Diarmuid O’Halloran, St Peters Community School
For this week, Monday 2nd to Friday 6th, I was a UCC school of BEES (school of Biology Earth and Environmental Science) my favourite part of the course was bird ringing with Dr John Quinn. Bird ringing is catching birds in a net and putting a small ring around their leg. This ring has identifying numbers on the side which are catalogued. We mostly caught blue tits. The bird’s weight is taken as well as the length of its wings and its age. Its gender is also noted. The weight is taken by putting the bird in a small cup so it doesn’t get out and then put on small scale. Its wing length is taken using a specially designed rule that hooks at the top of the wing and the length is taken. Its age is not specifically determined, just weather or not it hatched in the last spring to when it was caught. The age is determined by its wing feathers, the feathers at the edge if the wing will be a different shade to the others. The way to determine the gender of a bird differs with all birds.
I also enjoyed doing terrestrial ecology with Dr Simon Harrison. In this we collected pit-fall traps and looked at their contents under a microscope to find any living organisms, there were mostly small bugs in the traps. The traps had some anti-freeze in them to kill the bugs when the fell in. some of the traps had already been taken up by and animal in the night.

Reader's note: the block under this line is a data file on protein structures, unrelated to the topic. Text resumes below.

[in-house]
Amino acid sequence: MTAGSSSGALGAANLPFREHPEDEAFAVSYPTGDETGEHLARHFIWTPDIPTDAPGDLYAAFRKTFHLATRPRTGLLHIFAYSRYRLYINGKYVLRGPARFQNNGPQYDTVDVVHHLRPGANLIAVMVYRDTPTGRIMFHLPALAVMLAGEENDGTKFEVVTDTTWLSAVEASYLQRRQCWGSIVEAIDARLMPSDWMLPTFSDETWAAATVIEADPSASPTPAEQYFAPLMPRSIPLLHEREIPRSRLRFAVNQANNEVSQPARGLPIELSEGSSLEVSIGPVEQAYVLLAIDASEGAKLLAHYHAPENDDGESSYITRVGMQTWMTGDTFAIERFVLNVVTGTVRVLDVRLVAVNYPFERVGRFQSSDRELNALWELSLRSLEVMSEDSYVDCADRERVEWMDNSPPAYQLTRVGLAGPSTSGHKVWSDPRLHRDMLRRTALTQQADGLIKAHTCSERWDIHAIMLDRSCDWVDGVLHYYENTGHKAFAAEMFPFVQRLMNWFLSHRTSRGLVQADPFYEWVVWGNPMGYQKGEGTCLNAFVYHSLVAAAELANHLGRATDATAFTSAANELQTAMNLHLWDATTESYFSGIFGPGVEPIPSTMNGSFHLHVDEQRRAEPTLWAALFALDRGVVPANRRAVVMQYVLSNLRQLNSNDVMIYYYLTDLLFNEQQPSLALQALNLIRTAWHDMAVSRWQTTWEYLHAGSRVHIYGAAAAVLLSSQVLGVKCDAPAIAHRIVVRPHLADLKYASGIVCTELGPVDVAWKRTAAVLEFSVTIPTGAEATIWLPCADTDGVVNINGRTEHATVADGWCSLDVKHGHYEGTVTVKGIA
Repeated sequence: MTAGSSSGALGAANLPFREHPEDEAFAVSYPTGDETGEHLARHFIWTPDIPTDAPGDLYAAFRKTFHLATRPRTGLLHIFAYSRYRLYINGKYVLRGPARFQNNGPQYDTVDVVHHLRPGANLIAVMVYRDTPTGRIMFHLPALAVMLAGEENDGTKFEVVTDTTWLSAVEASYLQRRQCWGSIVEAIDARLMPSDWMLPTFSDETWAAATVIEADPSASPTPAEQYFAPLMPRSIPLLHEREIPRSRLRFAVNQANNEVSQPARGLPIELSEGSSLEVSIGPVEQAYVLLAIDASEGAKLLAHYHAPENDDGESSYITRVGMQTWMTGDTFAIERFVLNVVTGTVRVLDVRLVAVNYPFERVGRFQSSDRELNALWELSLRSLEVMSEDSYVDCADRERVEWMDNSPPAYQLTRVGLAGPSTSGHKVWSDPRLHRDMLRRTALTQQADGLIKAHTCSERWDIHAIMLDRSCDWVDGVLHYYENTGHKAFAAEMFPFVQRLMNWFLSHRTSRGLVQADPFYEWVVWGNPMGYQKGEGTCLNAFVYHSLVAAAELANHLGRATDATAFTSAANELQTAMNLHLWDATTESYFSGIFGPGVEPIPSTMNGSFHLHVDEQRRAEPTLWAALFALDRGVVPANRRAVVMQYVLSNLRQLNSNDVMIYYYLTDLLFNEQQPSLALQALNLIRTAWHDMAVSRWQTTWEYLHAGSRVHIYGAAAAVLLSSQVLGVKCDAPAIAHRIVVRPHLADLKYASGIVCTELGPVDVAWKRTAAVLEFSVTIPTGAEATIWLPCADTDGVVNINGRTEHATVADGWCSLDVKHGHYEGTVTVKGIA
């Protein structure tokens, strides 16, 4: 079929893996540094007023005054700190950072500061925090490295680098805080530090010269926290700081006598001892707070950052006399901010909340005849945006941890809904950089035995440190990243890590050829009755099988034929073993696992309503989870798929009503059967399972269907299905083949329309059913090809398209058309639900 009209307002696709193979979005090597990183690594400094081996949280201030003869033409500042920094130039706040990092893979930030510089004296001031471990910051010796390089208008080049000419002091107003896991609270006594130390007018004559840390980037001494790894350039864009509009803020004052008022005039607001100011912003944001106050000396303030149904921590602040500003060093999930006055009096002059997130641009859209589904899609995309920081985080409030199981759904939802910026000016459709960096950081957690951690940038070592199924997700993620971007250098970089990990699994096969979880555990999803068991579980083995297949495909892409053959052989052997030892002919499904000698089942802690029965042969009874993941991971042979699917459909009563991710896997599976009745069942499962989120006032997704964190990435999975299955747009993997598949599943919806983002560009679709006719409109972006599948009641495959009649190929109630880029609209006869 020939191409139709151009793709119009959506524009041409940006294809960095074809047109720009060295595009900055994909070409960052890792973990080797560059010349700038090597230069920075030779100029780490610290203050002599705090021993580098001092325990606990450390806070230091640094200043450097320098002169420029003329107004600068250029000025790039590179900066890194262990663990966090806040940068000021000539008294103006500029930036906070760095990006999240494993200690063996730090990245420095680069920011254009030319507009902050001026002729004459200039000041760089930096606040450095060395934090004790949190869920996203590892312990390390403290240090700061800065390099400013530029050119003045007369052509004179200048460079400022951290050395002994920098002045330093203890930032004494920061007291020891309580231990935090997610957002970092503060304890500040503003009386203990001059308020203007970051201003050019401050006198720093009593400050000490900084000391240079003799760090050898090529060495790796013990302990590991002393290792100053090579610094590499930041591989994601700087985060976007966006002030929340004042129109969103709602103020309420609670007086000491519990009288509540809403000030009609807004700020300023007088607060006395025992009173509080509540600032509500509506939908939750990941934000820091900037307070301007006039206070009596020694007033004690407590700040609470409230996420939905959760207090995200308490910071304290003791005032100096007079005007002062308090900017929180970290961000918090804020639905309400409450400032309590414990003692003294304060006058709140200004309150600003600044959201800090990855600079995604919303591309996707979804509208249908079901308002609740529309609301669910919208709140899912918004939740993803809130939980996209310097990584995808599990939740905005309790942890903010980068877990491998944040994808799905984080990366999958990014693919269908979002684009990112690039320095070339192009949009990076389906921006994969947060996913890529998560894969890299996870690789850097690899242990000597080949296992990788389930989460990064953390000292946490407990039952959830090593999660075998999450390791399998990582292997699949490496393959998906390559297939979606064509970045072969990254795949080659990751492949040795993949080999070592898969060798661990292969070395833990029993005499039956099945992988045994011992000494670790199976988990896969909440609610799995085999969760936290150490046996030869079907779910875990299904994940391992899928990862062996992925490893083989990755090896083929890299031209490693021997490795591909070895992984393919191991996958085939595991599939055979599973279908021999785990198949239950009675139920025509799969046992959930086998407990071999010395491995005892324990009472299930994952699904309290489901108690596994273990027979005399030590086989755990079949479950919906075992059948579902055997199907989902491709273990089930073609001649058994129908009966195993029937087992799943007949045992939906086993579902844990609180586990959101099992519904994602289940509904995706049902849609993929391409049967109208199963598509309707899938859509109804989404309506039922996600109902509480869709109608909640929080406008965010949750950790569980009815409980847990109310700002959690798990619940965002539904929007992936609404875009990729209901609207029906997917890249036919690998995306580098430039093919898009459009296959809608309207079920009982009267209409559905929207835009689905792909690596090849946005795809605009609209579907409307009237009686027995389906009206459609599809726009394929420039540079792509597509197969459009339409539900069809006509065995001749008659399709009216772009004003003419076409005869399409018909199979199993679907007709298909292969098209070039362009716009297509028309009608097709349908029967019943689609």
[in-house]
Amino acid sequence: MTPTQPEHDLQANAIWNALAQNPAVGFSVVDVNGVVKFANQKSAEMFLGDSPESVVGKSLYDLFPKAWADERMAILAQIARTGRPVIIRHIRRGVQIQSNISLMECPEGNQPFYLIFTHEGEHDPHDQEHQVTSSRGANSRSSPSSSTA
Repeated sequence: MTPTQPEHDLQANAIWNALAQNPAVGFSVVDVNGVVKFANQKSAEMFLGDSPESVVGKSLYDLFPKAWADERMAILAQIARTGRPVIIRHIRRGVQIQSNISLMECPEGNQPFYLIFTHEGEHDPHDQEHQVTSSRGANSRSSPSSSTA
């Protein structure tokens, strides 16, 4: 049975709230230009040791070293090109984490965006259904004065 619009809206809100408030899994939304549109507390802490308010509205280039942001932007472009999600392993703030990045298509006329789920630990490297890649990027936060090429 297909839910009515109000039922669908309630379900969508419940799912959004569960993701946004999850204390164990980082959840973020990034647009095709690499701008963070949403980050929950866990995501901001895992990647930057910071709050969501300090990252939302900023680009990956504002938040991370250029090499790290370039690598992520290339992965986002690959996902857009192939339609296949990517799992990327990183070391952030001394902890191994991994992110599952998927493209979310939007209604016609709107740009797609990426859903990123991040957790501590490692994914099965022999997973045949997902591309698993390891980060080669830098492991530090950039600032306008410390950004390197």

We also worked with some of the postgrads, they showed us what they were studying for their PhD. The post grad my group was working with was studying badgers, specifically them crossing under animal crossings, which are built under motorways for animals to safely cross. He set up camera traps which are motion sensing cameras that take a picture when something walks by. He got pictures of lots of badgers as well as some foxes, dogs, cats and other animals.
That was my experience in the school of BEES. I thoroughly enjoyed it and it was worth it.